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The Inconvenient Journalist is a beautifully written memoir that is part John le Carre thriller, part love story, part Cold War history.


The Inconvenient Journalist revolves around a frigid February Moscow night in 1984 when Dusko Doder, the Washington Post bureau chief, reported signs Soviet leader Yuri Andropov had died. US intelligence agencies, told of this by Post editors, scoffed that “Doder must be smoking pot.” But he was correct. The Post and other world media ran stories questioning how the multibillion-dollar US spy agencies had missed the signs picked up by a lone reporter. Doder's aggressive reporting from Moscow also often proved more accurate than that of US intelligence. 


Cold War-style revenge came years later, in the shape of a false story cleverly insinuated into Time magazine, suggesting Doder had been coopted by the KGB. A Who’s Who of American journalism protested to Time and Doder sued Time in court. He eventually won damages and an apology and exposed the details and intelligence-linked sources of the smear. But the personal cost was high.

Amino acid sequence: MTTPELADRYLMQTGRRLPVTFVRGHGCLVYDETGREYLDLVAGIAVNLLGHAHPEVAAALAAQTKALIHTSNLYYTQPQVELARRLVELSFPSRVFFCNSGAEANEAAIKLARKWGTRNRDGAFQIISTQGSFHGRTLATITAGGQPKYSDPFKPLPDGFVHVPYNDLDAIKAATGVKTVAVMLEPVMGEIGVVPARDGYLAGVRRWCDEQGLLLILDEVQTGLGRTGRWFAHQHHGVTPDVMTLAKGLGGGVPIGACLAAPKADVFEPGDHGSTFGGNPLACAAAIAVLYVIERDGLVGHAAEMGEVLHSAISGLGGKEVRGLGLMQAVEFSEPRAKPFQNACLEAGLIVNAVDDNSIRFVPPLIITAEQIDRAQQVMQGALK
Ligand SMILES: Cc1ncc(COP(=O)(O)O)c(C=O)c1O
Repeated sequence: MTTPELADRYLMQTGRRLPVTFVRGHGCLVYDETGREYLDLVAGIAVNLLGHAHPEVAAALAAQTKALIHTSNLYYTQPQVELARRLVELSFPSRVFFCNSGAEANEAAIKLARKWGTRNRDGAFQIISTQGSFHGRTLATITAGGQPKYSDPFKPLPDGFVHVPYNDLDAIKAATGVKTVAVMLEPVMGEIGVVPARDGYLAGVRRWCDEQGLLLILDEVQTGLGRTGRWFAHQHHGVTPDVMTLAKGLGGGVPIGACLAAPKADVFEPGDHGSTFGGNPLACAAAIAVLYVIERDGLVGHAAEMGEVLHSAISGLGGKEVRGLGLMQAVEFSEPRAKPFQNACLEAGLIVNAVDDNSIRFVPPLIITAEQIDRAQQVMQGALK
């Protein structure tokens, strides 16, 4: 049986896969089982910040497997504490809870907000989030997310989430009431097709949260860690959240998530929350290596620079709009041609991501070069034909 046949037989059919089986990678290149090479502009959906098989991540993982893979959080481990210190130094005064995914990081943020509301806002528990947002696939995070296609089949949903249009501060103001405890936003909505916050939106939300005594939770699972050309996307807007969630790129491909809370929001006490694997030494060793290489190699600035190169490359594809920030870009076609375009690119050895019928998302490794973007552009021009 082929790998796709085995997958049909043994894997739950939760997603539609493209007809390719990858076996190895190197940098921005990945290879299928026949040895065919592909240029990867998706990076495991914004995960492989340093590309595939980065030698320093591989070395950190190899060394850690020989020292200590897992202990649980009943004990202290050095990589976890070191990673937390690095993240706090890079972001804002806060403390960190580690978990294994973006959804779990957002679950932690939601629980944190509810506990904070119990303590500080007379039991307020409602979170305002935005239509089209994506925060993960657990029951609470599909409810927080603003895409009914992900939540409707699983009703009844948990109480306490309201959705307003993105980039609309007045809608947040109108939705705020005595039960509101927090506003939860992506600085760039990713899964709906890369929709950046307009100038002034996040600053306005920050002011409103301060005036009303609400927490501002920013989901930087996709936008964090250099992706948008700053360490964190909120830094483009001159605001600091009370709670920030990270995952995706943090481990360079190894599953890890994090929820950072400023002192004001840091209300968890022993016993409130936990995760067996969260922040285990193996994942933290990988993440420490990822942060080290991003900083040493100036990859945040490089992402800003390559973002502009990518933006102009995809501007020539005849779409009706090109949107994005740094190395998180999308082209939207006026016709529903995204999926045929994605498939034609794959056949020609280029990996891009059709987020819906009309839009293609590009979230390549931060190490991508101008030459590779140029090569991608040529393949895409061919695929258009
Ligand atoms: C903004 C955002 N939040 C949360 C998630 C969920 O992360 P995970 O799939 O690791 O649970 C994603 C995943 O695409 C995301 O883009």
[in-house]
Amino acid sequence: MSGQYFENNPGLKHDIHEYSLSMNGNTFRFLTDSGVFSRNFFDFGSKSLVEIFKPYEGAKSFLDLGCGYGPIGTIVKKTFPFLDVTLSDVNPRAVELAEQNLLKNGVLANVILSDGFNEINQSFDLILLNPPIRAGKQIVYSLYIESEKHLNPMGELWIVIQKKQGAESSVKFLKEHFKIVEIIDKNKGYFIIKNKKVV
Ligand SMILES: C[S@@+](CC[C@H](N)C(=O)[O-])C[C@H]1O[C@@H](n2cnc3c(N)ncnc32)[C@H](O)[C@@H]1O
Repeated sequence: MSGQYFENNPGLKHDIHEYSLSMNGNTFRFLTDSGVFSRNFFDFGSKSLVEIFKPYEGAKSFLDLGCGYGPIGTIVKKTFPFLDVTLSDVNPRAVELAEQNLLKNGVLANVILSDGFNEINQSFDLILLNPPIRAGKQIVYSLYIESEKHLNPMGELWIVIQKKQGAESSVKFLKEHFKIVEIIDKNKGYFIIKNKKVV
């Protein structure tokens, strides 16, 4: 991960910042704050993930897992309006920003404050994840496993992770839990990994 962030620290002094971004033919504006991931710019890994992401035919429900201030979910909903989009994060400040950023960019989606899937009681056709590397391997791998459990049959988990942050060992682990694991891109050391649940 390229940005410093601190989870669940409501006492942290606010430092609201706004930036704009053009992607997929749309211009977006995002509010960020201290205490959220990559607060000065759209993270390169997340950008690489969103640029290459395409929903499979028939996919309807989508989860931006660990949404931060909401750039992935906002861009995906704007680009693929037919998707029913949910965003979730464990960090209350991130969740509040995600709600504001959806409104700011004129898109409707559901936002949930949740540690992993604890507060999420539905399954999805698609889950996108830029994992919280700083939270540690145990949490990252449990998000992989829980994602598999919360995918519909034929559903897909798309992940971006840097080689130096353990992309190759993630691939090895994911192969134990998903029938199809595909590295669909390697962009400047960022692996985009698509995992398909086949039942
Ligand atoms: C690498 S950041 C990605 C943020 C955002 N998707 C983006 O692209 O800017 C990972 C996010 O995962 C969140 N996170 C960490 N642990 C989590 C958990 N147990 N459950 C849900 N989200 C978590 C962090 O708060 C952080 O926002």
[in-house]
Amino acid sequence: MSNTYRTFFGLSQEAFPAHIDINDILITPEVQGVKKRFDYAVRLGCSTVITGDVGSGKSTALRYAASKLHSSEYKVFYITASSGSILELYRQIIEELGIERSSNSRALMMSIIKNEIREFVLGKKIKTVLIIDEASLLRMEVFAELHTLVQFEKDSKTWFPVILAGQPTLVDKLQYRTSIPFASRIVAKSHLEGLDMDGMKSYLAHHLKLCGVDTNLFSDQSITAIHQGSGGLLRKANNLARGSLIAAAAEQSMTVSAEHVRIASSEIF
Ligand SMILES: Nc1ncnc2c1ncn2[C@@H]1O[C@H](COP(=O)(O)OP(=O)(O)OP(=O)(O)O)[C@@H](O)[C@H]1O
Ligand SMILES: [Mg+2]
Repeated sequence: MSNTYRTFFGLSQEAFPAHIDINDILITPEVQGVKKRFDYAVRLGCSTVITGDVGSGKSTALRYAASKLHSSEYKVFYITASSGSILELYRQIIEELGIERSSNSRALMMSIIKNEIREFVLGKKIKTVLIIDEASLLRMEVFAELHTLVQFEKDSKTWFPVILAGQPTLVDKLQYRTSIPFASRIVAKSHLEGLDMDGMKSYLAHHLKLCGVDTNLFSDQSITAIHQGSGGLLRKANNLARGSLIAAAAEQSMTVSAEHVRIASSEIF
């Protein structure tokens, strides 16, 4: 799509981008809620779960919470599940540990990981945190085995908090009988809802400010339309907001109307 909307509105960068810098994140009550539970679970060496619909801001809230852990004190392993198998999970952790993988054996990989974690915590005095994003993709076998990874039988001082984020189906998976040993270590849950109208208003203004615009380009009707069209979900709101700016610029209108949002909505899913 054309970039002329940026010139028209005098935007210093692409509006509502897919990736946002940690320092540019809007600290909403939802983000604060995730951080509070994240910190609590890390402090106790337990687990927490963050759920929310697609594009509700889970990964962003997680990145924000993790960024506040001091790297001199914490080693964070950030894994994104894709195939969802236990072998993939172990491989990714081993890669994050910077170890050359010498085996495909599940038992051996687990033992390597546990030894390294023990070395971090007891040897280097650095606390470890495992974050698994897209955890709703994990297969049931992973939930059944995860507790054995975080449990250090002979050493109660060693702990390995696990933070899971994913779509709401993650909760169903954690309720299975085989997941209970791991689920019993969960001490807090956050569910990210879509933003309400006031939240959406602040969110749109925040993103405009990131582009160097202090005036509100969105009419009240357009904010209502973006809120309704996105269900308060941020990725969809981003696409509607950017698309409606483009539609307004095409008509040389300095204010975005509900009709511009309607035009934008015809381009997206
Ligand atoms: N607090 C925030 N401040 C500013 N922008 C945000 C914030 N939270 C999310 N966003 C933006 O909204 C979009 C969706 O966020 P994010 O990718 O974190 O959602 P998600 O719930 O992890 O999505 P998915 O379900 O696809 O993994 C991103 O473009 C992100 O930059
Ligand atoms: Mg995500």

With more journalists than ever under attack today, The Inconvenient Journalist is a timely cautionary tale.


This probing biography, written by two veteran Moscow correspondents, illuminates the life of Mikhail Gorbachev in a way which penetrates both the character of the man, and that of the nation he sought to reform.


"...Convey(s) a sense of excitement attending the most intriguing political drama of our time". --The New York Times Book Review.


-- A Washington Post bestseller.

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In this first full-length biography of the late Yugoslav leader, veteran foreign correspondents Dusko Doder and Louise Branson paint a disturbing portrait of a cunning politician who did not shy from fomenting wars and double-crossing enemies and allies alike in his ruthless pursuit of power. 

--"With the hardened realism that comes from years of journalism ... Doder and Branson have written a vivid and scathing biography of ... Milosevic." -- Publishers Weekly.

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